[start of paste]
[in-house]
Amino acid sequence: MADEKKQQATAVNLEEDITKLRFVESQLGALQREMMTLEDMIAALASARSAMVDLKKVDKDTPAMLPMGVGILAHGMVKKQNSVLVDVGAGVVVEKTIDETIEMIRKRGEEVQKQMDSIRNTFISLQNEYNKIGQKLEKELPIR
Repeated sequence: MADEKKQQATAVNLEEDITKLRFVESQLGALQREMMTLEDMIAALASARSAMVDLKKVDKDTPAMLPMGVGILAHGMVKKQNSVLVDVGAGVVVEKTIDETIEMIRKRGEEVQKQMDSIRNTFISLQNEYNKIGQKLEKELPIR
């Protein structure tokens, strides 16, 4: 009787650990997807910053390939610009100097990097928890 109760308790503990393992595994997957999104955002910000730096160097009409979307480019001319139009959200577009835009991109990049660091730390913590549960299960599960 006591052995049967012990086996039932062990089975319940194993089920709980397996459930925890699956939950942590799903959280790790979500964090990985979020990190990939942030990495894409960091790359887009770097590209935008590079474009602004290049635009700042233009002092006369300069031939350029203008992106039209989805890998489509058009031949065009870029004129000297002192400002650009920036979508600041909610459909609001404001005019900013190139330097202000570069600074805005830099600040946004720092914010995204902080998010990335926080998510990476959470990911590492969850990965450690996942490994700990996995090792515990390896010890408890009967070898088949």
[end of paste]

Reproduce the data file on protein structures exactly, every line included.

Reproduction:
[in-house]
Amino acid sequence: MADEKKQQATAVNLEEDITKLRFVESQLGALQREMMTLEDMIAALASARSAMVDLKKVDKDTPAMLPMGVGILAHGMVKKQNSVLVDVGAGVVVEKTIDETIEMIRKRGEEVQKQMDSIRNTFISLQNEYNKIGQKLEKELPIR
Repeated sequence: MADEKKQQATAVNLEEDITKLRFVESQLGALQREMMTLEDMIAALASARSAMVDLKKVDKDTPAMLPMGVGILAHGMVKKQNSVLVDVGAGVVVEKTIDETIEMIRKRGEEVQKQMDSIRNTFISLQNEYNKIGQKLEKELPIR
């Protein structure tokens, strides 16, 4: 009787650990997807910053390939610009100097990097928890 109760308790503990393992595994997957999104955002910000730096160097009409979307480019001319139009959200577009835009991109990049660091730390913590549960299960599960 006591052995049967012990086996039932062990089975319940194993089920709980397996459930925890699956939950942590799903959280790790979500964090990985979020990190990939942030990495894409960091790359887009770097590209935008590079474009602004290049635009700042233009002092006369300069031939350029203008992106039209989805890998489509058009031949065009870029004129000297002192400002650009920036979508600041909610459909609001404001005019900013190139330097202000570069600074805005830099600040946004720092914010995204902080998010990335926080998510990476959470990911590492969850990965450690996942490994700990996995090792515990390896010890408890009967070898088949």